If you've bought a house or condo, you know about the mountain of paper you sign at closing. We've been deluged with press releases about a new technology that eliminates the paper in favor of an electronic signature, but before we blog that, we wanted to talk about a green idea from across the pond with greater and longer-lasting effects than just eliminating a stack of paper.
We've been looking into the process of buying property in Denmark. When a home changes hands there, here's what happens:
- An independent inspector comes to assess the amount and quality of the insulation and energy conservation measures in place.
- The inspector calculates how much energy the house should use under normal circumstances and then compares that to the past year's energy bills. The current owner has to explain any significant discrepancies in writing.
- The inspector prepares a list of things that could be done to decrease energy consumption, and the prospective buyer can use this list as a negotiating tactic.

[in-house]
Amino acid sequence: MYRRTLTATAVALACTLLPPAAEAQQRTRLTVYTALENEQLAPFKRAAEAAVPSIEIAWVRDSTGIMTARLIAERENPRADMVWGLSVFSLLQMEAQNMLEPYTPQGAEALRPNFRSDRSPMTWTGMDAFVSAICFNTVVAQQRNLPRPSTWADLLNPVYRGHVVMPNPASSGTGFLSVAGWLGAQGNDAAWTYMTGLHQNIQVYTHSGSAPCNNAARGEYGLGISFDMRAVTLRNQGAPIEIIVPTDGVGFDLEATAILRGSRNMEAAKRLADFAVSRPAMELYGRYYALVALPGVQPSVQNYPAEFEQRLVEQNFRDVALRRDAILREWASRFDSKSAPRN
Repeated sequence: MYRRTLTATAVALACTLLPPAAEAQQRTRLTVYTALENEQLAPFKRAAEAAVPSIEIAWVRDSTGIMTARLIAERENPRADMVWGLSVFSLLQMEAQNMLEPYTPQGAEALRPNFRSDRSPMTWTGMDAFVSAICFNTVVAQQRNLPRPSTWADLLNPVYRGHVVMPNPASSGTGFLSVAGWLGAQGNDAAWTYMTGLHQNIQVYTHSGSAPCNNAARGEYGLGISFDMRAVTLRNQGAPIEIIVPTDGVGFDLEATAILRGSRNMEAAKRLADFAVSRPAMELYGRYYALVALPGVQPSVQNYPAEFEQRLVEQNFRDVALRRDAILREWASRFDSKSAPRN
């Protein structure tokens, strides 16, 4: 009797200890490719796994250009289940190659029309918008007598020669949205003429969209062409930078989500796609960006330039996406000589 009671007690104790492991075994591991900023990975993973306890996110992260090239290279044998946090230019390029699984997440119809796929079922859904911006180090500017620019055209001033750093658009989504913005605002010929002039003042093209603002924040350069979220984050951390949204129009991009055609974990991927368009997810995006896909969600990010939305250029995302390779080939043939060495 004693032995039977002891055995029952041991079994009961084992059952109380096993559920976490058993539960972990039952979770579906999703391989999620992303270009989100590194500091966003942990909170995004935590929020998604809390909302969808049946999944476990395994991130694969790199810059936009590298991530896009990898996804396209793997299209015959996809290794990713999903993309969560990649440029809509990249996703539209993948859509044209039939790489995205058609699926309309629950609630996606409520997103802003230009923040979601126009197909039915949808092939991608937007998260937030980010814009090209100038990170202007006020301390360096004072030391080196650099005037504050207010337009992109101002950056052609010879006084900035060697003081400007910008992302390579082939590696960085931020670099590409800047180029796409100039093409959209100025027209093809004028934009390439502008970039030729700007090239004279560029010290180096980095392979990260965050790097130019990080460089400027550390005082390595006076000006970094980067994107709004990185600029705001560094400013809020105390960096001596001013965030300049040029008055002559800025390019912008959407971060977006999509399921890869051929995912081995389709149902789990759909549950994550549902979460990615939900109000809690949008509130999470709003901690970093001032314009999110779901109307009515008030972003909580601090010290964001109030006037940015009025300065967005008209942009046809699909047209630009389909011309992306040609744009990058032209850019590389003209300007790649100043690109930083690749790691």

It seems like this would be fairly simply to implement in the US, as we already require inspections, and have readily accessible data on energy use (i.e., bills and computerized records). The big shift would be to require the inspection to require the seller to obtain an inspection before the property goes on the market -- which then raises questions about accountability.
But if we're going to rethink the entire process of mortgages and buying and selling a home, then we might as well toss a few ideas about energy conservation into the mix.
It's worked for Denmark: in 1973, Danish homes were second only to the US in per-capita energy consumption. Today, thanks to measures like these, the country is a leader in energy efficiency.
photo by johnnyberg via sxc.hu